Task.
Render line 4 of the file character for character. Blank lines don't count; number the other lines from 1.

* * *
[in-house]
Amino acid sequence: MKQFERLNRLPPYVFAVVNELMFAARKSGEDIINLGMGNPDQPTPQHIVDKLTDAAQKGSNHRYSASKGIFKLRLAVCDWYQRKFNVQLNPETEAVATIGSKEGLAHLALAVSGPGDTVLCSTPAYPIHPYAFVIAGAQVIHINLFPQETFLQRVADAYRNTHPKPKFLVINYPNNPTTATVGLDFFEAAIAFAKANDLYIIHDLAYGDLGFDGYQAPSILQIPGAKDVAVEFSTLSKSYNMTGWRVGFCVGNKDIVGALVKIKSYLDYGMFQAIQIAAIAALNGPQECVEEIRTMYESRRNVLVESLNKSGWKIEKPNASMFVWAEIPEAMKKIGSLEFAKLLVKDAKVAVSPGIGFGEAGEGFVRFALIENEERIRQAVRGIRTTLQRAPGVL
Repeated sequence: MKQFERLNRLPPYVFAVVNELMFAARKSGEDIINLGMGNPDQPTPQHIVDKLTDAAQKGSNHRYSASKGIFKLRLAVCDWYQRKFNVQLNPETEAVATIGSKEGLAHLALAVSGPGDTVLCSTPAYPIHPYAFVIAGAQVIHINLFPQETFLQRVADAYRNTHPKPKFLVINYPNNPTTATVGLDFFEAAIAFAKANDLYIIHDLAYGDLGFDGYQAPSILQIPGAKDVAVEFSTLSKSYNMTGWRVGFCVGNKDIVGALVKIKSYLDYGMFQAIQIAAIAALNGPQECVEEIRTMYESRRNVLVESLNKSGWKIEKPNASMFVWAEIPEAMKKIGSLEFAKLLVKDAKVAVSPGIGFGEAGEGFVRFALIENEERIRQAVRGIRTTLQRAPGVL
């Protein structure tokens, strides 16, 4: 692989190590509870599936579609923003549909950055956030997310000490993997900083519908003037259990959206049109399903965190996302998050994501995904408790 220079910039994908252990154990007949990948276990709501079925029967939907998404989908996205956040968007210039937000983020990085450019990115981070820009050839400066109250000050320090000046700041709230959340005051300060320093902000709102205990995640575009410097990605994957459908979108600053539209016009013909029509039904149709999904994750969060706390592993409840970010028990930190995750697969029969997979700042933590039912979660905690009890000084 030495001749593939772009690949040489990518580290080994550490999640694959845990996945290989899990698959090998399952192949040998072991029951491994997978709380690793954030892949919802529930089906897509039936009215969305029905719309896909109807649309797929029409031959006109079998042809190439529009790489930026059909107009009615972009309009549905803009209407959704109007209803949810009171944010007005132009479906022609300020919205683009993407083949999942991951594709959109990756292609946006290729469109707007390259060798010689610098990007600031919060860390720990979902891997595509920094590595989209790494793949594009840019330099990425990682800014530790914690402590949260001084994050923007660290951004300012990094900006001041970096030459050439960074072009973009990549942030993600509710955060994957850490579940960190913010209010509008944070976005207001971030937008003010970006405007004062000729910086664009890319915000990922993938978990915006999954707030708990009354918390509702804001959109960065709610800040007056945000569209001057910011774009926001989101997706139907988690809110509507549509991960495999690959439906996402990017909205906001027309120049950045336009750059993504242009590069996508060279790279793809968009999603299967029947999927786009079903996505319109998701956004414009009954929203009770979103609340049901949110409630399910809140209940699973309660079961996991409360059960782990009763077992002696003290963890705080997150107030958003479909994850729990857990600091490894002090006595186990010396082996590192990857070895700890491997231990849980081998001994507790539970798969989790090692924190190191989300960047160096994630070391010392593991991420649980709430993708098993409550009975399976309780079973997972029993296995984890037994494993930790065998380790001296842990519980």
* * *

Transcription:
């Protein structure tokens, strides 16, 4: 692989190590509870599936579609923003549909950055956030997310000490993997900083519908003037259990959206049109399903965190996302998050994501995904408790 220079910039994908252990154990007949990948276990709501079925029967939907998404989908996205956040968007210039937000983020990085450019990115981070820009050839400066109250000050320090000046700041709230959340005051300060320093902000709102205990995640575009410097990605994957459908979108600053539209016009013909029509039904149709999904994750969060706390592993409840970010028990930190995750697969029969997979700042933590039912979660905690009890000084 030495001749593939772009690949040489990518580290080994550490999640694959845990996945290989899990698959090998399952192949040998072991029951491994997978709380690793954030892949919802529930089906897509039936009215969305029905719309896909109807649309797929029409031959006109079998042809190439529009790489930026059909107009009615972009309009549905803009209407959704109007209803949810009171944010007005132009479906022609300020919205683009993407083949999942991951594709959109990756292609946006290729469109707007390259060798010689610098990007600031919060860390720990979902891997595509920094590595989209790494793949594009840019330099990425990682800014530790914690402590949260001084994050923007660290951004300012990094900006001041970096030459050439960074072009973009990549942030993600509710955060994957850490579940960190913010209010509008944070976005207001971030937008003010970006405007004062000729910086664009890319915000990922993938978990915006999954707030708990009354918390509702804001959109960065709610800040007056945000569209001057910011774009926001989101997706139907988690809110509507549509991960495999690959439906996402990017909205906001027309120049950045336009750059993504242009590069996508060279790279793809968009999603299967029947999927786009079903996505319109998701956004414009009954929203009770979103609340049901949110409630399910809140209940699973309660079961996991409360059960782990009763077992002696003290963890705080997150107030958003479909994850729990857990600091490894002090006595186990010396082996590192990857070895700890491997231990849980081998001994507790539970798969989790090692924190190191989300960047160096994630070391010392593991991420649980709430993708098993409550009975399976309780079973997972029993296995984890037994494993930790065998380790001296842990519980």